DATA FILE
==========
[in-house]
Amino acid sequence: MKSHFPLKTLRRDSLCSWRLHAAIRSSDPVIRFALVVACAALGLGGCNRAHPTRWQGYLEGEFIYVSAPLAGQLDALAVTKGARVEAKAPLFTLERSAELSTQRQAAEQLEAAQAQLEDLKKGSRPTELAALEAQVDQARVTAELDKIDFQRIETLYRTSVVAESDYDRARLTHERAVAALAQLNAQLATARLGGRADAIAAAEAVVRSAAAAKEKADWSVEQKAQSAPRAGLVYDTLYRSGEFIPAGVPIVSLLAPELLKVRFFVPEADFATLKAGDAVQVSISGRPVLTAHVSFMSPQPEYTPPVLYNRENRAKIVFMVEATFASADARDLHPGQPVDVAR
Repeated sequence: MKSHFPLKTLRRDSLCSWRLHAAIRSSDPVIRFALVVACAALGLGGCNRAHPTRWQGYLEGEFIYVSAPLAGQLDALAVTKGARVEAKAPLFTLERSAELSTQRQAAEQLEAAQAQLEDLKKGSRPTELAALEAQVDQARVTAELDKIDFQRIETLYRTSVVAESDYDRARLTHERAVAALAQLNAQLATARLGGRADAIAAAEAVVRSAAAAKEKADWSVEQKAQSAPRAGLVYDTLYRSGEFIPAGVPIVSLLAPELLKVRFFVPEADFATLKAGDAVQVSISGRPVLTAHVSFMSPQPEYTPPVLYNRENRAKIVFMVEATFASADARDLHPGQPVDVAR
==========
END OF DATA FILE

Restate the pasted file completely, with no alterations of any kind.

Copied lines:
[in-house]
Amino acid sequence: MKSHFPLKTLRRDSLCSWRLHAAIRSSDPVIRFALVVACAALGLGGCNRAHPTRWQGYLEGEFIYVSAPLAGQLDALAVTKGARVEAKAPLFTLERSAELSTQRQAAEQLEAAQAQLEDLKKGSRPTELAALEAQVDQARVTAELDKIDFQRIETLYRTSVVAESDYDRARLTHERAVAALAQLNAQLATARLGGRADAIAAAEAVVRSAAAAKEKADWSVEQKAQSAPRAGLVYDTLYRSGEFIPAGVPIVSLLAPELLKVRFFVPEADFATLKAGDAVQVSISGRPVLTAHVSFMSPQPEYTPPVLYNRENRAKIVFMVEATFASADARDLHPGQPVDVAR
Repeated sequence: MKSHFPLKTLRRDSLCSWRLHAAIRSSDPVIRFALVVACAALGLGGCNRAHPTRWQGYLEGEFIYVSAPLAGQLDALAVTKGARVEAKAPLFTLERSAELSTQRQAAEQLEAAQAQLEDLKKGSRPTELAALEAQVDQARVTAELDKIDFQRIETLYRTSVVAESDYDRARLTHERAVAALAQLNAQLATARLGGRADAIAAAEAVVRSAAAAKEKADWSVEQKAQSAPRAGLVYDTLYRSGEFIPAGVPIVSLLAPELLKVRFFVPEADFATLKAGDAVQVSISGRPVLTAHVSFMSPQPEYTPPVLYNRENRAKIVFMVEATFASADARDLHPGQPVDVAR